Perennial Planting in the Fall

October 7, 2020 Brooke Palmer , Horticulturist Greenhouse Production

There is something about breathing in the cool, crisp air of late September mornings, wearing light sweaters, sipping on warm, seasonal drinks and enjoying the gentle, warm colors of reds, yellows and oranges that make autumn my favorite time of year. Among the many wonderful perks of the season, it is also the perfect opportunity to make perennial additions to your garden.

If adding to your gardens in the fall before the first frost intimidates you, don’t let it – there are a surprising number of benefits to planting perennials this time of year.

fall leaves

Cooler Air Temperatures of Autumn Are Easy-Going for Both Gardener and Garden

By the time autumn comes, the temperatures have dipped down from the oftentimes scalding heat of late spring/summer. This can be pleasant for you, the gardener, and the plants, as these mild temperatures will allow them adequate time to establish without high temperature stress. Not to mention you will likely bypass the nasty hailstorms of spring that can damage your young plants…and your determination. 

Soil Temperatures Still Warm for Healthy Roots

As we know in Colorado, the weather can be rather sporadic; we can be enjoying a pleasant 75-degrees one day, then get blasted with a snowstorm the next. It happens every year, but again, don’t let Colorado’s intense weather fluxes intimidate you. Despite our intermittent weather, often enough the soil is still warm from summer to allow roots to establish. Also, there is no need to worry too much about above-ground frost. Although the frost will stop the growth of the plant above ground, it will not necessarily kill the plant…roots will continue to grow and should be able to establish properly before the soil freezes solid, no matter what is happening with the air temperature.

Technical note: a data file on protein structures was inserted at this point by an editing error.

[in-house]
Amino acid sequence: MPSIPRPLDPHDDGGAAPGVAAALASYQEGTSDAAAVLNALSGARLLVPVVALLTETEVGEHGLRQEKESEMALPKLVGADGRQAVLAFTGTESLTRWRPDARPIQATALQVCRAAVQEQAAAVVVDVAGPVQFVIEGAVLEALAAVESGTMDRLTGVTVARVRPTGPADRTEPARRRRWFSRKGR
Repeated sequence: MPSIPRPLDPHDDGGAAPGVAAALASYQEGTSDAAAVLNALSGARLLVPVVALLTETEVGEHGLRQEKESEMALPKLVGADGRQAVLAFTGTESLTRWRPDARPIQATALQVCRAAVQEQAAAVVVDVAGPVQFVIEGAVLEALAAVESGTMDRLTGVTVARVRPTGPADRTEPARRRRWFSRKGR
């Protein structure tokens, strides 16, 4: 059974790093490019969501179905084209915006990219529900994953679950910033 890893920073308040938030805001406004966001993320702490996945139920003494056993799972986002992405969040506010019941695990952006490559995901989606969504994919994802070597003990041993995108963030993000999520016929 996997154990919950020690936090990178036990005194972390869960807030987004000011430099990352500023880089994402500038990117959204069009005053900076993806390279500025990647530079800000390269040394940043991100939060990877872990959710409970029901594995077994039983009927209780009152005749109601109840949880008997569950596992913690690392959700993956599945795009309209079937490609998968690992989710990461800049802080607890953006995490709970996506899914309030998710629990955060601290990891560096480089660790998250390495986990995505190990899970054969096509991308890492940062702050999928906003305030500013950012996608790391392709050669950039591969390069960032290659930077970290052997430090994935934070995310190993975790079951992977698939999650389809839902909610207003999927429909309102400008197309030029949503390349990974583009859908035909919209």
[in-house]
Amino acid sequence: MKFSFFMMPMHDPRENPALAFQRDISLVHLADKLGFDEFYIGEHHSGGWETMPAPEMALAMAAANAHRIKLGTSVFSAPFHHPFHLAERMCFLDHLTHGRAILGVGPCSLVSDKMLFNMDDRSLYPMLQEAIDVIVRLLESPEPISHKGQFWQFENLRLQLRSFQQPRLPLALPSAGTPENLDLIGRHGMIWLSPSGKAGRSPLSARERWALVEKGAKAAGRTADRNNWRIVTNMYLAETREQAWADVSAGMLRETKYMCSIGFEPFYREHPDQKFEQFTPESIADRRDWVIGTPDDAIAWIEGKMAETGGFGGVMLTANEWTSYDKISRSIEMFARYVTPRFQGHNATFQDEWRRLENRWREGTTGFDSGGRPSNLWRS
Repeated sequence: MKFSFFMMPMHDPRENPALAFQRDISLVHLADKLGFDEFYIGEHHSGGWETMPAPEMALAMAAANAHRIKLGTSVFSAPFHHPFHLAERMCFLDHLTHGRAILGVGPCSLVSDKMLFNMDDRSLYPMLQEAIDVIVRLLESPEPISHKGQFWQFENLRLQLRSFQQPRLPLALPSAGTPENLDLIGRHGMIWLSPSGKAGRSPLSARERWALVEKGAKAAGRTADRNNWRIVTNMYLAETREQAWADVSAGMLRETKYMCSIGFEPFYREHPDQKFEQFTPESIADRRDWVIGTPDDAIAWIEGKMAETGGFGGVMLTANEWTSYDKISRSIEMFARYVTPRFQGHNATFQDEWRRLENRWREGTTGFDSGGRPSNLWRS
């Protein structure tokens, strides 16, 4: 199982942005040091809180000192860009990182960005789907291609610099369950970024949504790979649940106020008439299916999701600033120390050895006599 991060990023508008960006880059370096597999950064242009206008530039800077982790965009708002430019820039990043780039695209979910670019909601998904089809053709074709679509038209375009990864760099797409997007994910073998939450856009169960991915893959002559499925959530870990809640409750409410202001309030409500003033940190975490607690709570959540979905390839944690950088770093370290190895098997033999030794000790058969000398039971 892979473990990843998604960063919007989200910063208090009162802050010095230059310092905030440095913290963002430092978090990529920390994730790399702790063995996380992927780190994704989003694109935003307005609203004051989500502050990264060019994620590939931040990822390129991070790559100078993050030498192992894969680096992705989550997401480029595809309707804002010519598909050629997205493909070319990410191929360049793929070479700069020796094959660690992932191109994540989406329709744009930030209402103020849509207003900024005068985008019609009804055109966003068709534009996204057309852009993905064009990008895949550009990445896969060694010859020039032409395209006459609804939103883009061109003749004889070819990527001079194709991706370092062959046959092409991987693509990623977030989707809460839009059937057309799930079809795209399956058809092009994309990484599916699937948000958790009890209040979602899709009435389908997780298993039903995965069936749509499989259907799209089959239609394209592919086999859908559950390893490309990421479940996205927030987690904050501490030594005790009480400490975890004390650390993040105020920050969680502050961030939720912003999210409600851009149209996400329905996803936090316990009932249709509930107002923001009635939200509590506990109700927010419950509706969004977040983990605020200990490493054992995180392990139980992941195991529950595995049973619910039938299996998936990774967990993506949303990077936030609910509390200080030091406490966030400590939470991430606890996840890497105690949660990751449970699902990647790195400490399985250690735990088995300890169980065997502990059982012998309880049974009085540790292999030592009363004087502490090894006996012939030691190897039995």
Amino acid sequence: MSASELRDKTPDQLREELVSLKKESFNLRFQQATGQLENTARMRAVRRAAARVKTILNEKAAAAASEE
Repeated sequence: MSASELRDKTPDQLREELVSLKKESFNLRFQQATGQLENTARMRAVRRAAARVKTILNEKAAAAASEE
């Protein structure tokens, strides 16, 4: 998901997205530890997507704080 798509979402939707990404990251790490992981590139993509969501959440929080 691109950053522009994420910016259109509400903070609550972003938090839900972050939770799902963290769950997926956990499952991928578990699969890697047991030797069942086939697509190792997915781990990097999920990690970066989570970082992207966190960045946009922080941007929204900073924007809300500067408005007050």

autumn color

Planting in Fall Helps the Gardener Plan for the Next Growing Season

At this point in the year, observations of the past season are still visible. Were there empty patches in your garden that can be filled next year? Is there a place that could use seasonal interest, or want to add a specific texture? You may be able to better visualize these types of considerable changes before you cut plants back and forget by the time spring comes.

These are only a few of numerous benefits to fall plantings. I like to plant woody plants (though they may need winter watering if we don't have consistent snow cover, especially evergreens, to keep needles/leaves from desiccating during establishment*) and good-sized herbaceous perennials in the fall, usually in bare root form (i.e. cleaning off all the soil from the roots before planting). Ornamental grasses, native perennials and bulbs – pretty much anything you can currently find at your local garden center should be good for planting, and you might get a great deal as they don’t want to overwinter the plants in pots!* 

Don’t forget that these plants have just finished a growing cycle, and although they may look a little bushed as you plant, they should come back looking great come spring. Giving them this extra time to establish will ensure larger, healthier plants next spring and summer. Whatever you decide to add this fall, I guarantee you will see sweet luscious success in the next growing season!

This blog post and photos first appeared as an article by Denver Botanic Gardens Horticulturist, Greenhouse Production, Brooke Palmer in Life on Capitol Hill, September 2020.

*Additional information provided by Associate Director of Horticulture Cindy Newlander.


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